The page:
Should I Stay (Short-Term) or Should I Go (Long-Term)?

Doug Drabik discusses fixed income market conditions and offers insight for bond investors.

This week’s discussion is a follow-up to last week’s overview of the elongation of the economic cycle. There are many mitigating factors affecting the economy, some of which can sway sentiment, influence economic data releases, and ultimately interest rate direction. Amassed liquidity is impacting the economy and individuals’ financial positions. The following chart bears repeating as it displays the vast cumulation of money market funds - a cash alternative. Is this a strategic position or one of uncertainty?

There is over $6 trillion in taxable and tax-exempt money market funds which is nearly double the 20-year average. Uncertainty can trigger an investor’s investment choice as they opt for a sort of “parking place” with their money while seeking out a more profitable long-term plan. Oftentimes, investors equate “short” with being more conservative. In reality, staying short is not necessarily conservative. The only way to know whether the maturity of an investment is conservative or not is to know what interest rate the future will bring. Since I can safely say that none of us can always accurately predict the future, staying short-term becomes a statement of choice.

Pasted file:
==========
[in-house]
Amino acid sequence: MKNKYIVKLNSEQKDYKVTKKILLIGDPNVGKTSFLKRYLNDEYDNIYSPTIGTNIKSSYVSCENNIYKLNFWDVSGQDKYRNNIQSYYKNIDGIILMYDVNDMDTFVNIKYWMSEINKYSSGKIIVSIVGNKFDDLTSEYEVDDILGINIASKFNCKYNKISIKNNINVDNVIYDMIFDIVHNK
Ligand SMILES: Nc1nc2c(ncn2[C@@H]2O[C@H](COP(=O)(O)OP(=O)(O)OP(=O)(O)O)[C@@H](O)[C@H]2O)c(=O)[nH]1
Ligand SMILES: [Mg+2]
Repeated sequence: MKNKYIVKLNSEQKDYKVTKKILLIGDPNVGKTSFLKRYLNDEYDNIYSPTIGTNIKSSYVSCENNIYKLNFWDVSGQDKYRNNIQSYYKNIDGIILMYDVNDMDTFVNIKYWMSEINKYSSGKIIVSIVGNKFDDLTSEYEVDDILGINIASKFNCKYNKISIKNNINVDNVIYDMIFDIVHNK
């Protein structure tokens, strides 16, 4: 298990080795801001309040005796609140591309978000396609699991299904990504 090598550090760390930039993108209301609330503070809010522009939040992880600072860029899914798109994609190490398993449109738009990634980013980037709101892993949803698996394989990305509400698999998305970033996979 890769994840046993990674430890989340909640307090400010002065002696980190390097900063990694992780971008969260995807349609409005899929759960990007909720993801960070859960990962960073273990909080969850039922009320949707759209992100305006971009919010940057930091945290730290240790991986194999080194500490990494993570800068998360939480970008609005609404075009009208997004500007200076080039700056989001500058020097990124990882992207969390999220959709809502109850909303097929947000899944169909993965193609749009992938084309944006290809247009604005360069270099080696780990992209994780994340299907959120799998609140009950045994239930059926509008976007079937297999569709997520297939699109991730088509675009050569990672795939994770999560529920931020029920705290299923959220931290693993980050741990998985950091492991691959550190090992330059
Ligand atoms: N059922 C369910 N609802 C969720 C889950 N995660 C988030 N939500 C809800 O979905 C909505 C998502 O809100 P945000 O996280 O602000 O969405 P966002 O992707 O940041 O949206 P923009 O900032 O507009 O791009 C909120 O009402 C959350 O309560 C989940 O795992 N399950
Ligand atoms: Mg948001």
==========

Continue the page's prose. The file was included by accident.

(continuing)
Should I stay short-term or go long-term

Think of it like this. If you absolutely, without any doubt or space for error knew that interest rates would be lower over the next 5 years, staying short becomes risky because you absolutely know your maturing asset will be reinvested in a lower-earning asset. The “conservative” investment choice under these conditions, would be to lock in for at least 5 years; therefore, being locked into the highest return possible over the period. Staying short-term or long-term is in essence a call on future interest rates.